Poster Presentation Clinical Oncology Society of Australia Annual Scientific Meeting 2017

A case study: Successful administration of chemotherapy using an arteriovenous fistula device in haemodialysis patient with a new diagnosis of lung cancer. (#316)

May Valdez 1 , Tania Luxford 1 , Leah Baker 1 , Eugene Moylan 1 , Victoria Bray 1 , Imelda De Guzman 1 , Jeffrey Wong 1 , Tim Spicer 1
  1. Liverpool Hospital, Liverpool, NSW, Australia


Chemotherapy agents can be delivered by different routes, but are most commonly administered intravenously. Typically, a peripheral cannula is used, although implantable devices including peripherally inserted central catheters, portacaths, or central venous catheters may be required. Arteriovenous (AV) fistulas have not been utilised at this institution for administration of chemotherapy.


To use a pre-existing mature AV fistula for chemotherapy treatment in a haemodialysis patient.


In April 2016, a 51-year old lady with a new diagnosis of limited-stage small cell lung cancer was referred to our service for further management. She had a history of chronic end-stage renal disease and had been on home haemodialysis for ten years. She had a mature  functioning AV fistula in her forearm. Chemotherapy with 3-weekly Cisplatin and Etopophos for four cycles was proposed.

Our hospital policy stated that AV fistulas are only to be used for the purpose of haemodialysis with the exception of an emergency situation. Venous access is an important lifeline in patients on long-term haemodialysis and it was paramount that there be minimal venous access attempts for this patient.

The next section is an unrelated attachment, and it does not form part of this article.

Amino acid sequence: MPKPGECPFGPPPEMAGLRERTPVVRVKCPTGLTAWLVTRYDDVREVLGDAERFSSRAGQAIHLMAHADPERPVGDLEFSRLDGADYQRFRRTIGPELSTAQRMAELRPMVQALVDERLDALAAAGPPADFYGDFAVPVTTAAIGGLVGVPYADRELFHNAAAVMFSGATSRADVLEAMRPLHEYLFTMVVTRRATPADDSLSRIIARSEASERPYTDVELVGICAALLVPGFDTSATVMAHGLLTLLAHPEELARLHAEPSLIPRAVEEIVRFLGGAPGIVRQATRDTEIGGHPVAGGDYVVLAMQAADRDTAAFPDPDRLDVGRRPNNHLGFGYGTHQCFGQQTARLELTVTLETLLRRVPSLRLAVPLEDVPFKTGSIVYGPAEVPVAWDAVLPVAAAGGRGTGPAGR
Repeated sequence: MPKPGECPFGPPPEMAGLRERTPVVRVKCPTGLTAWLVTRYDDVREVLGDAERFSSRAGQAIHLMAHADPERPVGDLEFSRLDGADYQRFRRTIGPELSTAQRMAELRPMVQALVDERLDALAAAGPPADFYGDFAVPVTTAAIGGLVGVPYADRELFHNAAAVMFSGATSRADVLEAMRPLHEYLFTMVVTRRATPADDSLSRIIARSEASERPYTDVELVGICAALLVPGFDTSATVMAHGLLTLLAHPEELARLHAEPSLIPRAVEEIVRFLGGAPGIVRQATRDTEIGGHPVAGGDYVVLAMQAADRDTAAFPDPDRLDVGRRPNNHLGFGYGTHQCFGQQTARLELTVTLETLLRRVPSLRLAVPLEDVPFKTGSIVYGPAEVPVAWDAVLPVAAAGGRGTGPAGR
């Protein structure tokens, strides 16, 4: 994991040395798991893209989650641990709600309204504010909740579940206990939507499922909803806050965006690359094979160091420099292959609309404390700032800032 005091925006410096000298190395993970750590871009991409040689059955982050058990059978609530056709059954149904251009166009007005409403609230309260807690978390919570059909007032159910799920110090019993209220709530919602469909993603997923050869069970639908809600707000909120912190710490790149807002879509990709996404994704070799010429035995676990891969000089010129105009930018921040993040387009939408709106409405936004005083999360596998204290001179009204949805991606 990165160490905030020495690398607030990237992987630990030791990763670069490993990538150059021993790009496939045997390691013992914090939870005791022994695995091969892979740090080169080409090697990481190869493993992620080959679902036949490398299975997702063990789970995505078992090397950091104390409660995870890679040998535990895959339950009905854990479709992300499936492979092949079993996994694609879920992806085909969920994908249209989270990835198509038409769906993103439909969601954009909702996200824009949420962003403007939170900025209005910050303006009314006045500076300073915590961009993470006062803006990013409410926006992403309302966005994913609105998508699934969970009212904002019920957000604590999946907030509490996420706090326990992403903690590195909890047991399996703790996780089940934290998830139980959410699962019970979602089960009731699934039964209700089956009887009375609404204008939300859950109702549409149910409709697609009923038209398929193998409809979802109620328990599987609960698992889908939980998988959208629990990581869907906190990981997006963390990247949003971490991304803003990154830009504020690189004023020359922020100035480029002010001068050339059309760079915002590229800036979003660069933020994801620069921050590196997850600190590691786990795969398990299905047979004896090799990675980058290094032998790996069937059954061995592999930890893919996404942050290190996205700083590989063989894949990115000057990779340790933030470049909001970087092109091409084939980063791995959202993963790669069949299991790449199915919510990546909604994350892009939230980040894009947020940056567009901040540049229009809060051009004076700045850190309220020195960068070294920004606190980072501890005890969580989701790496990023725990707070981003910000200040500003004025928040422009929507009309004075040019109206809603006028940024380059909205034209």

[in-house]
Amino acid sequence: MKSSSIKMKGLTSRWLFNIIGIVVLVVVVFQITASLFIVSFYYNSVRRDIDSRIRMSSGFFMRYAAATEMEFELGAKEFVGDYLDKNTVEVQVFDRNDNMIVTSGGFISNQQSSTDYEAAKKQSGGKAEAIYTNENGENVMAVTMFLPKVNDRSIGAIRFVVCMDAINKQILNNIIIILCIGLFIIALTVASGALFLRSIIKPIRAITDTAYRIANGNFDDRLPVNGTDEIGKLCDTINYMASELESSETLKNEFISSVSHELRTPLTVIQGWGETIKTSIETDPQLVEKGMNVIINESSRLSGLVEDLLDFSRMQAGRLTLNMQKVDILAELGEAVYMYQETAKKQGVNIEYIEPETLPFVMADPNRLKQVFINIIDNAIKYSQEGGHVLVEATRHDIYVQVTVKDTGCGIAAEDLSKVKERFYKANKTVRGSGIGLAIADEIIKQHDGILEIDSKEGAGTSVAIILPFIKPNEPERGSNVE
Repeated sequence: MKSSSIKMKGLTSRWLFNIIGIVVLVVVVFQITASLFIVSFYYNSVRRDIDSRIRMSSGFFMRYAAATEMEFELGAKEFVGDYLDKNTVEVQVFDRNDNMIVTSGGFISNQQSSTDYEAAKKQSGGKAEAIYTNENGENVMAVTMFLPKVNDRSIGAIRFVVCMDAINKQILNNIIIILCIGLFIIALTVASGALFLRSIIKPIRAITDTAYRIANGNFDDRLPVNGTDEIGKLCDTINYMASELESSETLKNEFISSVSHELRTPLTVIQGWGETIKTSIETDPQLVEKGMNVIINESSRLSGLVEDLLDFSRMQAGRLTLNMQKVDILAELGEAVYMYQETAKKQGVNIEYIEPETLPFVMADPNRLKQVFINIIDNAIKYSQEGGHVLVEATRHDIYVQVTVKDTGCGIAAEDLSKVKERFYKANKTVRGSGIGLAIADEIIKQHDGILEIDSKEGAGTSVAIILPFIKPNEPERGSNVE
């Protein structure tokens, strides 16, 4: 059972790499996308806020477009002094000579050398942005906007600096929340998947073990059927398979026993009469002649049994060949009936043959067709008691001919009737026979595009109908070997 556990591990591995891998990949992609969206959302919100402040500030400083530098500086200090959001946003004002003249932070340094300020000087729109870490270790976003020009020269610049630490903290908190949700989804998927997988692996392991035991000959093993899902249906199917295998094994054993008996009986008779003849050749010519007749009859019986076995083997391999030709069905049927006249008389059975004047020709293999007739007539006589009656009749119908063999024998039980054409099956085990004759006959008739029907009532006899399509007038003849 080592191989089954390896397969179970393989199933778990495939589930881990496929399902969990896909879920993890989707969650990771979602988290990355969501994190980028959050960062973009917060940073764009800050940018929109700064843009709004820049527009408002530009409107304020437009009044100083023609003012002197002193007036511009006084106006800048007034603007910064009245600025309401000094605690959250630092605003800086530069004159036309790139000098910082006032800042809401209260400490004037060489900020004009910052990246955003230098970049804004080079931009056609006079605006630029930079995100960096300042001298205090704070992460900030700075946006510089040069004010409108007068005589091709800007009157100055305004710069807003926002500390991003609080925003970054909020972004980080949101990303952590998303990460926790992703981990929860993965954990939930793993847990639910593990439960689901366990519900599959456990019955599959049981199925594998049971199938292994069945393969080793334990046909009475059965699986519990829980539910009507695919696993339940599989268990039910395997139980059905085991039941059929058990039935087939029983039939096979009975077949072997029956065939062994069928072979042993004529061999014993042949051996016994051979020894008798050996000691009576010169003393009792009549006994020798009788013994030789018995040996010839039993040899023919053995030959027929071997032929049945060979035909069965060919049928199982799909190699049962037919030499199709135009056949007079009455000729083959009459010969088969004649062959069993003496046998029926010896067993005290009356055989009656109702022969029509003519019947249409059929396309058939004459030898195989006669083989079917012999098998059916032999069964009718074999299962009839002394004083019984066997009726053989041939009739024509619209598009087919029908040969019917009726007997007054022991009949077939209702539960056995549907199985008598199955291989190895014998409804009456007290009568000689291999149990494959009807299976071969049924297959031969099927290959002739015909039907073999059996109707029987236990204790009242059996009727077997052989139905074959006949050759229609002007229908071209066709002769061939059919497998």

Discussions was held with a multi-disciplinary team including medical and nursing staff from the Renal and Medical Oncology disciplines, Director of Medical Services, Nursing Executive and Patient Safety. It was agreed that pre-existing AV fistulas could be used for chemotherapy administration following appropriate training and accreditation of nursing staff in the chemotherapy unit.

Ultrasound was performed prior to and following chemotherapy administration to check patency, pressure and elasticity of the device.

The patient successfully completed four cycles of chemotherapy without complication using the AV fistula.


Chemotherapy can be safely delivered by an AV fistula. This requires multi-disciplinary team work with appropriate training and education for staff. Importantly, this preserves venous access for patients on long-term haemodialysis.